18

Is there a function to swap the key and value of a given map. So given a map, I want the keys to become values, and values the keys.

(swap {:a 2 b 4}) => {2 :a 4 :b}

One way to do it is

(zipmap (vals my-map) (keys my-map))

However wondering if clojure provides a utility fn for this?

1
  • 3
    This is not always possible: {:a 1 :b 1}. If you want to preserve information then sets of keys should become values: {1 #{:a :b}}. Mar 24, 2013 at 13:47

4 Answers 4

38

This is the purpose of map-invert in clojure.set:

user=> (clojure.set/map-invert {:a 2 :b 4})
{4 :b, 2 :a}
4
  • 3
    Any reason why it is in clojure.set instead of clojure.core ? I mean any gotchas I need to be aware of ?
    – murtaza52
    Mar 24, 2013 at 14:05
  • Historical development/relative importance, perhaps. See (source clojure.set/map-invert) -- no surprises.
    – A. Webb
    Mar 24, 2013 at 15:35
  • 5
    It does share the set's behavior of not storing duplicates - only the last of any given val becomes a key (with its accompanying key as value)
    – noisesmith
    Aug 11, 2013 at 22:24
  • I had a similar problem but the values could represent multiple keys. I found that the best solution was (on small maps of about 20 keys. - surprisingly better than using reduce): (->> (group-by second {:a 1 :b 2 :c 1 :d 3 :e 2 :f 1}) (map (fn [[k v]] [k (set (map first v))])) (into {})) Jun 23, 2017 at 2:19
7

For anyone reading this at a later date I think the following should be helpful.

A small library is available here https://clojars.org/beoliver/map-inversions

Inverting a map may return a relation. If the map is injective (one-to-one) then the inverse will also be one-to-one. If the map (as if often the case) is many-to-one then you should use a set or vector.

#Values treated as atomic ##one-to-one the values of the map are unique

(defn invert-one-to-one
  "returns a one-to-one mapping"
  [m]
  (persistent! (reduce (fn [m [k v]] (assoc! m v k)) (transient {}) m)))

(def one-to-one {:a 1 :b 2 :c 3})

> (invert-one-to-one one-to-one)
{1 :a 2 :b 3 :c}

##many-to-one The values of the map are not unique. This is very common - and it is safest to assume that your maps are of this form... so (def invert invert-many-to-one)

(defn invert-many-to-one
  "returns a one-to-many mapping"
  ([m] (invert-many-to-one #{} m))
  ([to m]
   (persistent!
    (reduce (fn [m [k v]]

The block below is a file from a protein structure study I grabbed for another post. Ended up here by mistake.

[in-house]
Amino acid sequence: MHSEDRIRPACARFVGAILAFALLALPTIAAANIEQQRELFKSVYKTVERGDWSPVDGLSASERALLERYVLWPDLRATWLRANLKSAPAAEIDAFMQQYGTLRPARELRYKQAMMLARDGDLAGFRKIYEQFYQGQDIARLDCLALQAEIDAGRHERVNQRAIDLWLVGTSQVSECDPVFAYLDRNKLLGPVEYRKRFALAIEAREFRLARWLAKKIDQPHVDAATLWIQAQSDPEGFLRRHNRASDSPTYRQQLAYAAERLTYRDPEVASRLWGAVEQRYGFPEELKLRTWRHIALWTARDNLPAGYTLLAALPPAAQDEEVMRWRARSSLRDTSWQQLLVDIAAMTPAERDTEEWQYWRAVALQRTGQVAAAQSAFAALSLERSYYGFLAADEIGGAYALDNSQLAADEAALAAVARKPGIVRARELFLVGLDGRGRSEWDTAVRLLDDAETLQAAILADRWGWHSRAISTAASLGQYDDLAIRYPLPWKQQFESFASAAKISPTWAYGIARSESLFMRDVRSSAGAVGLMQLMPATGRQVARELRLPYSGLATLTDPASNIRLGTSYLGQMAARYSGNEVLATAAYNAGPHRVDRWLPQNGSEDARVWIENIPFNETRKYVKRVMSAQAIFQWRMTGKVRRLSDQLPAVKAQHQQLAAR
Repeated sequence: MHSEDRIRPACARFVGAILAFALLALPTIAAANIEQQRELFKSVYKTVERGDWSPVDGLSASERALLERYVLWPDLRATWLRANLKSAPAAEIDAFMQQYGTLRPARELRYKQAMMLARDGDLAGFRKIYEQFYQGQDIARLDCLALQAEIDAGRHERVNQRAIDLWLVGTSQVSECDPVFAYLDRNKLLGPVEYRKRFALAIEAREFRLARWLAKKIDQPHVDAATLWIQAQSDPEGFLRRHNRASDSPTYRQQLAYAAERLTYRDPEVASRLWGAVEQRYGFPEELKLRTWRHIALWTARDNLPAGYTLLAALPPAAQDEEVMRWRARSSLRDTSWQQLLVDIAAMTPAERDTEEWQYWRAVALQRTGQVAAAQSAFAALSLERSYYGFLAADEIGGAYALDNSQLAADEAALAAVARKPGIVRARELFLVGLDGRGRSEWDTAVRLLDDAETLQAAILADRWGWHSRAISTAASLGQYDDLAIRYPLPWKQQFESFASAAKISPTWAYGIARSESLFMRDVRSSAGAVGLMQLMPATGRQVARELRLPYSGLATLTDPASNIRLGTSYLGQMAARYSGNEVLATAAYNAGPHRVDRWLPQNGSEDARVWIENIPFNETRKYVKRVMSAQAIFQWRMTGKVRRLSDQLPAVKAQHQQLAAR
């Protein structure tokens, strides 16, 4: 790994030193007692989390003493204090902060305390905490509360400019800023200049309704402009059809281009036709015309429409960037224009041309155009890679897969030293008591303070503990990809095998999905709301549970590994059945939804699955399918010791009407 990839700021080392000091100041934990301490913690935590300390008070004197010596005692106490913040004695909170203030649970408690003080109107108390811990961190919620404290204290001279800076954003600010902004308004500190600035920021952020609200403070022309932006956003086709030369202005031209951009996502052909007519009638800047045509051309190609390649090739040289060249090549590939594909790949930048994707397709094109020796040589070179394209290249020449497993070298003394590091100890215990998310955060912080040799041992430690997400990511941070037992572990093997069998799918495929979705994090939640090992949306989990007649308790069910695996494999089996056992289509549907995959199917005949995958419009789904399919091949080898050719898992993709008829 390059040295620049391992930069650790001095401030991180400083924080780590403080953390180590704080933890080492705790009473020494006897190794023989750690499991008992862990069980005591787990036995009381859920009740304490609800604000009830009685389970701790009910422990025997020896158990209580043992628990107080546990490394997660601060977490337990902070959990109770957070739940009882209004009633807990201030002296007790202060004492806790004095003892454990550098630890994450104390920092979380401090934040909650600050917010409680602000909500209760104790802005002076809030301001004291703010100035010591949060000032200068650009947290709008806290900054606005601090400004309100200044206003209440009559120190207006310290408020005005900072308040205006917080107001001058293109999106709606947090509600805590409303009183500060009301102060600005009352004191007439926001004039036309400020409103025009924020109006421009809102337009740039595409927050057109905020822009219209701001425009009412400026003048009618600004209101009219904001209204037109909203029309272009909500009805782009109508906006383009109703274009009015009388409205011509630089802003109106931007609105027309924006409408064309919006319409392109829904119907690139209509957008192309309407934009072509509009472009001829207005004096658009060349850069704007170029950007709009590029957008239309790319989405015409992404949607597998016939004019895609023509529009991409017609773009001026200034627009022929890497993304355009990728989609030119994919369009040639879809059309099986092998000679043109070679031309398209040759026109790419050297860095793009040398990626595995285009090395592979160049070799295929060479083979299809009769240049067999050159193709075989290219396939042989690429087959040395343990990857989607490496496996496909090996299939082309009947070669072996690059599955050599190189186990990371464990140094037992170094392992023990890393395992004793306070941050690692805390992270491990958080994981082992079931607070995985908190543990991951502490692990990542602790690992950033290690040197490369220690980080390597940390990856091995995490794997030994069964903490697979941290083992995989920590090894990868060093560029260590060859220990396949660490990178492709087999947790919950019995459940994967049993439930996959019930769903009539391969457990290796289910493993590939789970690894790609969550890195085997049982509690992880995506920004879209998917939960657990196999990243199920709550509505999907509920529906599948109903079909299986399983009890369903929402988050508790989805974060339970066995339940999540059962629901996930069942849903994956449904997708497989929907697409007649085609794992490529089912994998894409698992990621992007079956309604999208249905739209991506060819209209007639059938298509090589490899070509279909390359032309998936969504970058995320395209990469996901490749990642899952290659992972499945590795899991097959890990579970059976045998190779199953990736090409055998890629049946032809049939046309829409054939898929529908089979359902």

(assoc! m v (conj (get m v to) k)))
            (transient {}) m))))

(def many-to-one {:a 1 :b 1 :c 2})

> (invert-many-to-one many-to-one)
{1 #{:b :a}, 2 #{:c}} ; as expected

> (invert-many-to-one [] many-to-one)
{1 [:b :a], 2 [:c]} ; we can also use vectors

> (invert-one-to-one many-to-one) ; what happens when we use the 'wrong' function?
{1 :b, 2 :c} ; we have lost information

#Values treated as collections ##one-to-many values are sets/collections but their intersections are always empty. (No element occurs in two different sets)

(defn invert-one-to-many
  "returns a many-to-one mapping"
  [m]
  (persistent!
   (reduce (fn [m [k vs]] (reduce (fn [m v] (assoc! m v k)) m vs))
           (transient {}) m)))

(def one-to-many (invert-many-to-one many-to-one))
> one-to-many
{1 #{:b :a}, 2 #{:c}}

> (invert-one-to-many one-to-many)
{:b 1, :a 1, :c 2} ; notice that we don't need to return sets as vals

##many-to-many values are sets/collections and there exists at least two values whose intersection is not empty. If your values are collections then it is best to assume that they fall into this category.

(defn invert-many-to-many
  "returns a many-to-many mapping"
  ([m] (invert-many-to-many #{} m))
  ([to m]
   (persistent!
    (reduce (fn [m [k vs]]
              (reduce (fn [m v] (assoc! m v (conj (get m v to) k))) m vs))
            (transient {}) m))))

(def many-to-many {:a #{1 2} :b #{1 3} :c #{3 4}})

> (invert-many-to-many many-to-many)
{1 #{:b :a}, 2 #{:a}, 3 #{:c :b}, 4 #{:c}}

;; notice that there are no duplicates when we use a vector
;; this is because each key appears only once
> (invert-many-to-many [] many-to-many)
{1 [:a :b], 2 [:a], 3 [:b :c], 4 [:c]}

> (invert-many-to-one many-to-many)
{#{1 2} #{:a}, #{1 3} #{:b}, #{4 3} #{:c}}

> (invert-one-to-many many-to-many)
{1 :b, 2 :a, 3 :c, 4 :c}

> (invert-one-to-one many-to-many)
{#{1 2} :a, #{1 3} :b, #{4 3} :c} ; this would be missing information if we had another key :d mapping to say #{1 2}

You could also use invert-many-to-many on the one-to-many example.

6

There's a function reverse-map in clojure.contrib.datalog.util, it's implemented as:

(defn reverse-map
  "Reverse the keys/values of a map"
  [m]
  (into {} (map (fn [[k v]] [v k]) m)))
0
1

Here is an option that may fit the problem using reduce:

(reduce #(assoc %1 (second %2) (first %2)) {} {:a 2 :b 4})

Here in a function

(defn invert [map]
  (reduce #(assoc %1 (second %2) (first %2)) {} map))

Calling

(invert {:a 2 b: 4})

Then there is the reduce-kv (cleaner in my opinion)

(reduce-kv #(assoc %1 %3 %2) {} {:a 2 :b 4})

Your Answer

By clicking “Post Your Answer”, you agree to our terms of service and acknowledge you have read our privacy policy.

Not the answer you're looking for? Browse other questions tagged or ask your own question.